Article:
History Mystery #2
by Deborah Heal
My rating: 2.5 / 5
Genre: YA Christian sci-fi
Spoiler notice: The following review may contain some spoilers for the first book in the series, Time and Again.
Abby’s summer tutoring job continues, but the computer program that allowed them to “time surf” the history of her pupil’s house has stopped working. When they house sit for a relative of a friend, though, the program invites them to view the history of a whole new area, this time alongside the handsome John Roberts. They get much more than they bargained for.
This second installment in the series is, to me, a step down from the first. While the story that they dig up in the lives of the past occupants of the house is more in-depth than what is shown in the first book, it’s also a lot darker. What bothers me more, though, is the story in the present time.
I’ll start with some good things before I get to what might seem like a rant. I really liked the little name game that John and Merri, Abby’s pupil, played throughout some of the story. I liked that the little boy with the deaf mother has people who care enough about him to help with his speech issues. And I did like the “Old Dears” as characters–maybe just a little over the top, but generally cute (the big secret between them notwithstanding). I also really liked Merri’s connection with the Old Dears. It was nice to see her come out of her shell more, even as her mom ignored her more than before and her dad acted like a typical fictional deadbeat dad (not quite so typical in the end, though).
However…if I wasn’t a fan of Abby (the main character, mind you) in the previous book, I just plain disliked her in this book. Her best friend, with whom she talks on the phone a few times throughout the book, refers to Merri as “chubster,” as well as several other unflattering, harsh terms, which she uses because Abby had previously used them in referring to Merri. Abby chides her friend, but only because Merri is trying to do better now, not because Abby recognizes that those were just horrible things to say about the 11-year-old girl she’s tutoring, who already has huge issues! If Merri had heard any of those terms, would she have just accepted that they were okay to use in the past, before she was “trying”? No, she’d probably be devastated.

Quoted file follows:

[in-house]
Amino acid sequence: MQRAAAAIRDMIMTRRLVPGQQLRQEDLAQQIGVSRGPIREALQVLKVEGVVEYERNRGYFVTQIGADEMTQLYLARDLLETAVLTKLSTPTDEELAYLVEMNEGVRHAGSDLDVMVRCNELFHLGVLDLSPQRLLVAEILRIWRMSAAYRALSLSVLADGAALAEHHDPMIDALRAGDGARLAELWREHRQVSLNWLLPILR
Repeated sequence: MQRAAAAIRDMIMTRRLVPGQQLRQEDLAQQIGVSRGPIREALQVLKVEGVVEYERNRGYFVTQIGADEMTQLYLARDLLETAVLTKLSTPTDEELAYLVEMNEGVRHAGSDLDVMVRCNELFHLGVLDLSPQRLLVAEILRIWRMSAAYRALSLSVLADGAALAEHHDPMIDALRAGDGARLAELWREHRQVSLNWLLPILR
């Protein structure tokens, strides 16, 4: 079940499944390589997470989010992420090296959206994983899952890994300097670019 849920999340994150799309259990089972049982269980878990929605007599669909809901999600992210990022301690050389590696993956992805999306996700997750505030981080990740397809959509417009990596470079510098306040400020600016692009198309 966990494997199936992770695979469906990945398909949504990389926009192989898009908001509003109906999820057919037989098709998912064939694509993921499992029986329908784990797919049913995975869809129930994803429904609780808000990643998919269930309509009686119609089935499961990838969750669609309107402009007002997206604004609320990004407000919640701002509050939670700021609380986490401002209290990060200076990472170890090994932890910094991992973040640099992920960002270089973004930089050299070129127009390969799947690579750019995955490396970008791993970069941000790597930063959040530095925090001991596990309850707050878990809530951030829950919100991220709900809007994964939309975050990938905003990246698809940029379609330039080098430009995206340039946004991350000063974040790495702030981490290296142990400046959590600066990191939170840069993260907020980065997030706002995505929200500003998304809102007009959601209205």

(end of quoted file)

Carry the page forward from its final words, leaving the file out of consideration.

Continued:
Then there’s the developing relationship between Abby and John. The problem is that he tends to take off when things get a little intimate. This leads Merri’s mom to speculate that maybe he’s gay, because goodness knows he couldn’t possibly have any other reason to not paw a girl he likes. But thank goodness he checked out her butt so that we can lay that question to rest. Seriously? And there’s a friend of John’s who’s basically a 90s tech geek, right down to the 90s lingo. It was really strange.
This book, like the previous, has absolutely nothing in the way of mid-chapter scene transitions, which can be really jarring when you’re reading and suddenly it’s another day, location, etc. Overall, though, it’s the characters and present-day plot that make me not so sure I want to read the final book in this series. Especially since the synopsis involves Abby’s best friend who almost seemed offended when Abby told her not to call Merri a chubster, and who otherwise is a bit pushy and annoying to me. If you’re really into history, you may still find this series to your liking if the things I mentioned above don’t bother you. Definitely start with the first book, though.
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